Rahat Minhaz: If we come to the definition of intellectuality, sir.
Salimullah Khan
: Intellectuals speak the truth and fight for it. I don't see that in Bangladesh now. Tell me if you visit it. The number of intellectuals as a profession has increased. The number of university teachers in the country has increased. There are now 150 universities in the country, but literature is inferior. I proved that the condition of our Bengali language is worse. Our education is terrible. We still haven't made primary education universal. They claim everyone is admitted. But, then, it drops out within five years. There is no sincerity to find out why they drop out. The NGOs who work in this field are doing more injustice. They say that intellectuals are violating the Constitution. We all said that education should be universal and single-stream. We have said during the Pakistan era everything. The goal was to abolish madrasa education and integrate it with conventional school education. This is a secret, but now you are differentiating further by introducing an English medium of education.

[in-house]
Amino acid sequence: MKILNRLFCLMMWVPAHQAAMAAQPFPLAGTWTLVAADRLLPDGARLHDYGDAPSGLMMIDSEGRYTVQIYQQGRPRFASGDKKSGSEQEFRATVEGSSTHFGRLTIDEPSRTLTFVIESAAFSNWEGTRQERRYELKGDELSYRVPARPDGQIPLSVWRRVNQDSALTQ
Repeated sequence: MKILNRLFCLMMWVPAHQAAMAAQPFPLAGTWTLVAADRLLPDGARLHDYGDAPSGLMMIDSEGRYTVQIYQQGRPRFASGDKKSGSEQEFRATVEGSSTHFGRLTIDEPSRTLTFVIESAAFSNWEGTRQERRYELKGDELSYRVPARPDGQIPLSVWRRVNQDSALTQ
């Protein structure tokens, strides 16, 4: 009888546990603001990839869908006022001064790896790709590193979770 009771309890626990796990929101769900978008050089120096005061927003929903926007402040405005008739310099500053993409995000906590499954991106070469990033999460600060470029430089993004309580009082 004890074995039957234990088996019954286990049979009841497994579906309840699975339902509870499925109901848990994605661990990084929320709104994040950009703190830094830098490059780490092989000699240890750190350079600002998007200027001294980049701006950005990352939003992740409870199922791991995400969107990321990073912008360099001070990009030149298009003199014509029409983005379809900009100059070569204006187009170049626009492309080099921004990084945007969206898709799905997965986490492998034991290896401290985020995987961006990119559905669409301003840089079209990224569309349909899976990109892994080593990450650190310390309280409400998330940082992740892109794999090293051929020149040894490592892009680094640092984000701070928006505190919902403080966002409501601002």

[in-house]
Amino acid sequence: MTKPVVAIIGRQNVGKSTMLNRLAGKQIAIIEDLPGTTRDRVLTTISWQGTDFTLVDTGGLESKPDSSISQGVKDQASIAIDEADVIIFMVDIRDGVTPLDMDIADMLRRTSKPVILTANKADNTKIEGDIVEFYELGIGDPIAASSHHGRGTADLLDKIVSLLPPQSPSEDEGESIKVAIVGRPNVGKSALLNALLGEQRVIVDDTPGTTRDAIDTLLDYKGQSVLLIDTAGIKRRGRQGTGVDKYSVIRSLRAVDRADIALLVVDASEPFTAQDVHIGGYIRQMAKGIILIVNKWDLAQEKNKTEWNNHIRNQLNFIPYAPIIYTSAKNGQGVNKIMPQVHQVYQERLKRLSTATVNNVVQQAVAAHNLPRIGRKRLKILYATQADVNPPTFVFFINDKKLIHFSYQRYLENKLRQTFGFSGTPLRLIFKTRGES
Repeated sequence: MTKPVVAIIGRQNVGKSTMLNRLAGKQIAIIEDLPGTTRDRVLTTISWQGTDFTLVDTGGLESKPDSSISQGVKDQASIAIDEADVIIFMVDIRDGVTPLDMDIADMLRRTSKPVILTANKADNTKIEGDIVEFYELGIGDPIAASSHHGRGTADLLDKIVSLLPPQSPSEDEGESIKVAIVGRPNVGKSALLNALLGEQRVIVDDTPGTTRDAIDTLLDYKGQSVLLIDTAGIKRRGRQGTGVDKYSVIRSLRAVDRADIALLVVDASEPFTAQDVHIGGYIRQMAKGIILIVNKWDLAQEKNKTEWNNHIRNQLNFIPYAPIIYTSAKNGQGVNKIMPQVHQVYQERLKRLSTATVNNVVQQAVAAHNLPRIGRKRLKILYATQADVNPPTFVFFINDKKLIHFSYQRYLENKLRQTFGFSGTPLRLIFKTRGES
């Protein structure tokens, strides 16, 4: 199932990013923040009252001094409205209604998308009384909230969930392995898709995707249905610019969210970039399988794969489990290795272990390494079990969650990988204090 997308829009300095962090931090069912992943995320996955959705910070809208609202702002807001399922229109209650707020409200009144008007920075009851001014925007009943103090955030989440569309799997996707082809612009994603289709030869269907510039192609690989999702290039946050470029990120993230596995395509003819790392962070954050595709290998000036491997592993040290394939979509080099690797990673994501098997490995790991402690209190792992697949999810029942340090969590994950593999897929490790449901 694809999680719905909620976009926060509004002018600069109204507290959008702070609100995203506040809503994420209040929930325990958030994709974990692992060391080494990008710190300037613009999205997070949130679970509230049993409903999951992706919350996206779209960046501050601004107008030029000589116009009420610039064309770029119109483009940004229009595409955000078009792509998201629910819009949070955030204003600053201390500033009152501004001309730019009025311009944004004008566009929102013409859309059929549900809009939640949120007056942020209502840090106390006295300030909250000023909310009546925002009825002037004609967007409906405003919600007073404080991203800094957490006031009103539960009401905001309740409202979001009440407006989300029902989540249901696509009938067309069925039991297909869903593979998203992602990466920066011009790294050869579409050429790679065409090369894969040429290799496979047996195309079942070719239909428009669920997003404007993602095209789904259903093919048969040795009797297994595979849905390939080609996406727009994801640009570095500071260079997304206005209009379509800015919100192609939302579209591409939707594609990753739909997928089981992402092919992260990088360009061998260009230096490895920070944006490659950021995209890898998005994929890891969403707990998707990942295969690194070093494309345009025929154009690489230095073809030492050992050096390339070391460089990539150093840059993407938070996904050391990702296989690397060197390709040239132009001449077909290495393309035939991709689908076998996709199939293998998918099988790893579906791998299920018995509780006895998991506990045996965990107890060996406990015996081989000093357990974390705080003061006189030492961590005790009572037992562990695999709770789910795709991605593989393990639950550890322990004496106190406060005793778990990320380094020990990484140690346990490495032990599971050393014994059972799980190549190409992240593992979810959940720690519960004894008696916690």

Instead of two branches, you are now making ten. For this reason, we always see that after the middle class got power and united with the state- before it was a foreign state- they either betrayed or were disloyal to society. For this, a high price will have to be paid. There is a saying in English: there is no such thing as a free lunch. Someone feeds and pays the bills. Where are we paying the price? Bangladesh has completed 52 years of Independence. You ask whether we have been able to send 100 percent of children to primary school or not. There is a mess with the account. I will not argue whether our literacy rate is 74 or 76 percent. But why not one hundred percent? Why not spend six percent of our total national income on education? Why will only two cents be spent?